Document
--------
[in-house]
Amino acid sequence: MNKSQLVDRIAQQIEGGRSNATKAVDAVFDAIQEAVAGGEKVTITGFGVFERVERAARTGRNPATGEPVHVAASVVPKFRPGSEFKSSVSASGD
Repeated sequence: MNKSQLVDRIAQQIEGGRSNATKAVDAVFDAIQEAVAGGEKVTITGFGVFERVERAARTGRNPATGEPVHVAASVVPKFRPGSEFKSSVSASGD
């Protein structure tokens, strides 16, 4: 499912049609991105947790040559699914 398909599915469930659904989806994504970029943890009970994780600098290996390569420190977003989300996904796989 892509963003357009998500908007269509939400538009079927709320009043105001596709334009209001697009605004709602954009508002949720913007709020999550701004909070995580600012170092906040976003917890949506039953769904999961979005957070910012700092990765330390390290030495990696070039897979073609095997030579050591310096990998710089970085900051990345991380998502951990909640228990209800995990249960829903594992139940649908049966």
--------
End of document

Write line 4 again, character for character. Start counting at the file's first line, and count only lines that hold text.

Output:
């Protein structure tokens, strides 16, 4: 499912049609991105947790040559699914 398909599915469930659904989806994504970029943890009970994780600098290996390569420190977003989300996904796989 892509963003357009998500908007269509939400538009079927709320009043105001596709334009209001697009605004709602954009508002949720913007709020999550701004909070995580600012170092906040976003917890949506039953769904999961979005957070910012700092990765330390390290030495990696070039897979073609095997030579050591310096990998710089970085900051990345991380998502951990909640228990209800995990249960829903594992139940649908049966």